Prasad et al. have published an analysis of 146 medical practices that had to change when they were shown to have no benefits. A large proportion of treatments remain of unknown effectiveness or may be harmful.
For this reason the authors favour a high barrier of validation before new practices enter widespread use.
“Recently, a project of BMJ, entitled Clinical Evidence,81 completed a review of 3000 medical practices. The project found that slightly more than a third of medical practices are effective or likely to be effective; 15% are harmful, unlikely to be beneficial, or a tradeoff between benefits and harms; and 50% are of unknown effectiveness. Our investigation complements these data and suggests that a high percentage of all practices may ultimately be found to have no net benefits.
“To our knowledge, this is the largest and most comprehensive study of medical reversal. Previously, we have considered the causes and consequences of reversal.4-6,82 When medical practices are instituted in error, most often on the basis of premature, inadequate, biased, and conflicted evidence,4 the costs to society and the medical system are immense.5 As such, we favor policies that minimize reversal. Nearly all such measures involve raising the bar for the approval of new therapies6,83,84 and asking for evidence before the widespread adoption of novel techniques. In all but the rarest cases,82 large, robust, pragmatic randomized trials measuring hard end points (with sham controls for studies of subjective end points) should be required before approval or acceptance. Our position is in contrast to efforts to lower standards for device and drug approval,85 which further erodes the value of the regulatory process.” (emphasis added.)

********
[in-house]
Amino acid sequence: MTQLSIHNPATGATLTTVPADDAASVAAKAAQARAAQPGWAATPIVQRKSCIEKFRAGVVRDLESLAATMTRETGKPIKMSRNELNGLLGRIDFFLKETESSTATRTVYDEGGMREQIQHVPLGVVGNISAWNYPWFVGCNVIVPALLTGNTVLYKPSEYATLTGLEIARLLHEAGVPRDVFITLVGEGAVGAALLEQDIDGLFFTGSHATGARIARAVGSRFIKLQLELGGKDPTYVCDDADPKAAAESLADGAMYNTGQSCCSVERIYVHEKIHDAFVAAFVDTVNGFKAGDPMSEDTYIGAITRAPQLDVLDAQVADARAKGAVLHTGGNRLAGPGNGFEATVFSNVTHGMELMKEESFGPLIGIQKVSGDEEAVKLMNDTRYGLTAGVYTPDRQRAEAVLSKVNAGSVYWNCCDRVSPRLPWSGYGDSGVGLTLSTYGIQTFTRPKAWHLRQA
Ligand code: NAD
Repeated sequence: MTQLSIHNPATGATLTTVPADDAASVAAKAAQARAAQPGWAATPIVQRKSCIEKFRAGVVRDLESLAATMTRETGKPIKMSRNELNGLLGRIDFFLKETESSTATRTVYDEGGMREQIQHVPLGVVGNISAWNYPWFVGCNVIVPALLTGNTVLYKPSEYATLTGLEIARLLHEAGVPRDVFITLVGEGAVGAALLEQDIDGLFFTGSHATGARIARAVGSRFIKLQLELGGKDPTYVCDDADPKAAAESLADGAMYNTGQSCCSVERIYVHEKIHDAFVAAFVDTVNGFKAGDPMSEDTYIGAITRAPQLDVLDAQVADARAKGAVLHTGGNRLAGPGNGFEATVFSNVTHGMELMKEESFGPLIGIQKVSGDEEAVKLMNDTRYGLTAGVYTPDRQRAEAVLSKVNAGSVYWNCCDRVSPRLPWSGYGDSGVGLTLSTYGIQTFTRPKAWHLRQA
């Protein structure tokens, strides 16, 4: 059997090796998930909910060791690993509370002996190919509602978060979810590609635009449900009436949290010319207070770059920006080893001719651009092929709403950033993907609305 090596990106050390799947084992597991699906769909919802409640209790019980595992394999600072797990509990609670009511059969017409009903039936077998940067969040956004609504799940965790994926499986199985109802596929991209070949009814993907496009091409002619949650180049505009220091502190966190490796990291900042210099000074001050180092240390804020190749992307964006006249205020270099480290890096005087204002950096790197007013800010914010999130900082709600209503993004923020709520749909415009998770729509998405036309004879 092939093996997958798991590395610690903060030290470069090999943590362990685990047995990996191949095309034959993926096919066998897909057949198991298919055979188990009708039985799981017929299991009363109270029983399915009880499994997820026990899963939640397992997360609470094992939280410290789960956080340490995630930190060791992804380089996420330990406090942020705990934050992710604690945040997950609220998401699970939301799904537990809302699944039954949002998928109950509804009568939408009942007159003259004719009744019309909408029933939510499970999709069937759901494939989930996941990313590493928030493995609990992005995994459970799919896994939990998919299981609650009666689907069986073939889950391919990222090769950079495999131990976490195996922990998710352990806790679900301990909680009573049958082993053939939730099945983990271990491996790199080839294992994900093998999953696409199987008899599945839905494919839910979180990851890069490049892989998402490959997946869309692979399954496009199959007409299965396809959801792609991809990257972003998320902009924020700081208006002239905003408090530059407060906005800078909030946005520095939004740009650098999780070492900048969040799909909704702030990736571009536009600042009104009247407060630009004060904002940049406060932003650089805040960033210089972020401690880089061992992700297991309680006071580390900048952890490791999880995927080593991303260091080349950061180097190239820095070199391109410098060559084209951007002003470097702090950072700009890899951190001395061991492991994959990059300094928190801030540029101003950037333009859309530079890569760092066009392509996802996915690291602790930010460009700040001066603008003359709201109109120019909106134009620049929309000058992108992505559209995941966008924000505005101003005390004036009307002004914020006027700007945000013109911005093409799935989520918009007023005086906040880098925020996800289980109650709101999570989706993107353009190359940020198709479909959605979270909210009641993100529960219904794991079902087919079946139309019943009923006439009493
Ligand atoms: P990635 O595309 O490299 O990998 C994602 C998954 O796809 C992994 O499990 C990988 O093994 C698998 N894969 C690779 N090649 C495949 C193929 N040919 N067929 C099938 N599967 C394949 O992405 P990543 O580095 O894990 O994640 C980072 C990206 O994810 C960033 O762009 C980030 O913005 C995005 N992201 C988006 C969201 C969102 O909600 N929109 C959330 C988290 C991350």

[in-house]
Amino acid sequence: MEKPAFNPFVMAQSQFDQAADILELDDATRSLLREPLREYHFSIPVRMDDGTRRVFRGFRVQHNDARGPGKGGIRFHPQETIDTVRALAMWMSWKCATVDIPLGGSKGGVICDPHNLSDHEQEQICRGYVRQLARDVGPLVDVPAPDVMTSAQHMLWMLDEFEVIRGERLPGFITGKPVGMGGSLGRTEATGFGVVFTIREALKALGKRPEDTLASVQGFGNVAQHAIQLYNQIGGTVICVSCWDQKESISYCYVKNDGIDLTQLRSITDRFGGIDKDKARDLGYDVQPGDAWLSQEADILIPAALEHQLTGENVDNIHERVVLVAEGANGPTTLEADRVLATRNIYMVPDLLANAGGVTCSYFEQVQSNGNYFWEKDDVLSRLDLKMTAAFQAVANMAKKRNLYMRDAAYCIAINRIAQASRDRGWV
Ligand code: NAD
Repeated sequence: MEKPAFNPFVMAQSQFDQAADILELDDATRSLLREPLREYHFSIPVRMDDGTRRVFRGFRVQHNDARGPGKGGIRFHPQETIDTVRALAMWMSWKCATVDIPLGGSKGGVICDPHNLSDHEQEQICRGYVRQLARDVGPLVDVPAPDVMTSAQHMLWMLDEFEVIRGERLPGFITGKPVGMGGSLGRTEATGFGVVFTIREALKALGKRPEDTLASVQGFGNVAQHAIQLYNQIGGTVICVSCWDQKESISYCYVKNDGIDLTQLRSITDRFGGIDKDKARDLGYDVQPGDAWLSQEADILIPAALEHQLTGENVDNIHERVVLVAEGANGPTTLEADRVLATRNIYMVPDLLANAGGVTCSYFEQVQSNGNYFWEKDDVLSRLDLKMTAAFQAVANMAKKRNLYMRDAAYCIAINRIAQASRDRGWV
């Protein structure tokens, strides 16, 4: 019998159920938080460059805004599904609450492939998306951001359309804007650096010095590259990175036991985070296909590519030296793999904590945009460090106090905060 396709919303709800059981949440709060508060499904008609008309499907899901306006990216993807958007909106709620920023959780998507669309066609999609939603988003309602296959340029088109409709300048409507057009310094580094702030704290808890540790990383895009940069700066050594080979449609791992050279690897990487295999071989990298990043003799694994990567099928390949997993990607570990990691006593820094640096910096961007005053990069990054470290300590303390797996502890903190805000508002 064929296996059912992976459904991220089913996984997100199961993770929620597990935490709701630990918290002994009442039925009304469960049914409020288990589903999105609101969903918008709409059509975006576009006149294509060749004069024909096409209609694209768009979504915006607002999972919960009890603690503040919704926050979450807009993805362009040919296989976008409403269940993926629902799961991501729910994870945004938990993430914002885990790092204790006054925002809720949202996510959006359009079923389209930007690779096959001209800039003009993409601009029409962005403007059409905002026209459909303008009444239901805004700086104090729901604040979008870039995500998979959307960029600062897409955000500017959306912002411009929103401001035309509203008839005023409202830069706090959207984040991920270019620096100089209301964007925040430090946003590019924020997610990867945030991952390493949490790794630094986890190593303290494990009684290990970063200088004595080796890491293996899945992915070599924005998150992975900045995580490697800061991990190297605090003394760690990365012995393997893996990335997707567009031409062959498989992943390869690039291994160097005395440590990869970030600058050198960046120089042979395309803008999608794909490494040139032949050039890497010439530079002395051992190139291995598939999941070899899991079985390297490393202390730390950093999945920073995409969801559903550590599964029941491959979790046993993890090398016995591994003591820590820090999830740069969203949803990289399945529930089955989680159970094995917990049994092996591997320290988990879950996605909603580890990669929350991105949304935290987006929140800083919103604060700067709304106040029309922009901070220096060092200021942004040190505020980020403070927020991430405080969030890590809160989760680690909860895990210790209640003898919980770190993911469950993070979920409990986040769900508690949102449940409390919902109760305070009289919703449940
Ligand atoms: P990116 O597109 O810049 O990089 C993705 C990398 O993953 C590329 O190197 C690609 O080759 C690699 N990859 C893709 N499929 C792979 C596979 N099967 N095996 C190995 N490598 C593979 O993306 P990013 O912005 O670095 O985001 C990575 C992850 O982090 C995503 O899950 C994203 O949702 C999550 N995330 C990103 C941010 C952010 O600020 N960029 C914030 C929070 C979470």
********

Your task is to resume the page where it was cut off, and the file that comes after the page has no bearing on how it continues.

The paper is further indirect endorsement of this blog’s argument that laboratory accreditation is unproven and should never have been accepted until third-parties could offer convincing evidence of its value.
Without genuinely critical research, who is going to know that accreditation is a sham?
Suitably powered proof should have come before acceptance. Professional leaders should be ashamed of their naïveté in doing the reverse.